Research Papers:

Multi-institution analysis of racial disparity among African-American men eligible for prostate cancer active surveillance

Michael Dinizo, Weichung Shih, Young Suk Kwon, Daniel Eun, Adam Reese, Laura Giusto, Edouard J. Trabulsi, Bertram Yuh, Nora Ruel, Daniel Marchalik, Jonathan Hwang, Shilajit D. Kundu, Scott Eggener and Isaac Yi Kim _

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Oncotarget. 2018; 9:21359-21365. https://doi.org/10.18632/oncotarget.25103

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Michael Dinizo1, Weichung Shih2, Young Suk Kwon1, Daniel Eun3, Adam Reese3, Laura Giusto3, Edouard J. Trabulsi4, Bertram Yuh5, Nora Ruel5, Daniel Marchalik6, Jonathan Hwang6, Shilajit D. Kundu7, Scott Eggener8 and Isaac Yi Kim1

1Section of Urologic Oncology, Rutgers Cancer Institute of New Jersey and Rutgers Robert Wood Johnson Medical School, New Brunswick, NJ, USA

2Department of Biostatistics, Rutgers School of Public Health, New Brunswick, NJ, USA

3Department of Urology, Temple University, Philadelphia, PA, USA

4Department of Urology, Kimmel Cancer Center, Thomas Jefferson University, Philadelphia, PA, USA

5Division of Urology and Urologic Oncology, City of Hope National Medical Center, Duarte, CA, USA

6Department of Urology, Georgetown University, Washington, DC, USA

7Department of Urology, Feinberg School of Medicine, Northwestern University, Chicago, IL, USA

8Section of Urology, University of Chicago, Chicago, IL, USA

Correspondence to:

Isaac Yi Kim, email: [email protected]

Keywords: prostate cancer; active surveillance; racial disparity

Abbreviations: AA: African-American; WA: White-American; PCa: prostate cancer; AS: active surveillance; BCR: biochemical recurrence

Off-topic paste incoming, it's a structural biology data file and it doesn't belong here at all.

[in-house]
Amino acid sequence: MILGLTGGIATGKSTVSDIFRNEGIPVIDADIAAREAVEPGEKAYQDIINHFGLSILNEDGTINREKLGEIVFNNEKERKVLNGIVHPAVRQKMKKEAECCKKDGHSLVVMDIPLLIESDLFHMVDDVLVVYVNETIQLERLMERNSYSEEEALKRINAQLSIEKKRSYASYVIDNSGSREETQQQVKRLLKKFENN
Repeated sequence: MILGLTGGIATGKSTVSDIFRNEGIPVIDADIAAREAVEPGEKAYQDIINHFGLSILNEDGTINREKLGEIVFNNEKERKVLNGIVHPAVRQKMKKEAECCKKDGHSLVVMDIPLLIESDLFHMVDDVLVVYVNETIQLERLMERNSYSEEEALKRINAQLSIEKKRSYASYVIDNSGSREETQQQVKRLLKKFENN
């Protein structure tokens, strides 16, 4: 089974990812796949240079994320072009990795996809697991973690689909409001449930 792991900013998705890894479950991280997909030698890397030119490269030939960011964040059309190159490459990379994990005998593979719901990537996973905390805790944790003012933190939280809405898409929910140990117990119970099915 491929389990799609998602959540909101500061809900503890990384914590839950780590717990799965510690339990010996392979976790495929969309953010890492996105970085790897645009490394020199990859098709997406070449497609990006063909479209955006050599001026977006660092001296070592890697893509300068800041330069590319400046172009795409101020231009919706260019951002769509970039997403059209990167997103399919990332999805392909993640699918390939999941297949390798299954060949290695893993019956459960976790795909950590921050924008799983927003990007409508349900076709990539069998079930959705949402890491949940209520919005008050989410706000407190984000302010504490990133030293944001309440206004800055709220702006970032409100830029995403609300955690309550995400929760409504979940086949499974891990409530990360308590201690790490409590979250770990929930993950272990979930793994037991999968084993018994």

Received: November 06, 2017     Accepted: March 21, 2018     Published: April 20, 2018


There is a significant controversy on whether race should be a factor in considering active surveillance for low-risk prostate cancer. To address this question, we analyzed a multi-institution database to assess racial disparity between African-American and White-American men with low risk prostate cancer who were eligible for active surveillance but underwent radical prostatectomy. A retrospective analysis of prospectively collected clinical, pathologic and oncologic outcomes of men with low-risk prostate cancer from seven tertiary care institutions that underwent radical prostatectomy from 2003–2014 were used to assess potential racial disparity. Of the 333 (14.8%) African-American and 1923 (85.2%) White-American men meeting active surveillance criteria, African-American men were found to be slightly younger (57.5 vs 58.5 years old; p = 0.01) and have higher BMI (29.3 v 27.9; p < 0.01), pre-op PSA (5.2 v 4.7; p < 0.01), and maximum percentage cancer on biopsy (15.1% v 13.6%; p < 0.01) compared to White-American men. Univariate and multivariate analysis demonstrated similar rates of upgrading, upstaging, positive surgical margin, and biochemical recurrence between races. These results suggest that single institution studies recommending more stringent AS enrollment criteria for AA men with a low-risk prostate cancer may not capture the complete oncologic landscape due to institutional variability in cancer outcomes. Since all seven institutions demonstrated no significant racial disparity, current active surveillance eligibility should not be modified based upon race until a prospective study has been completed.

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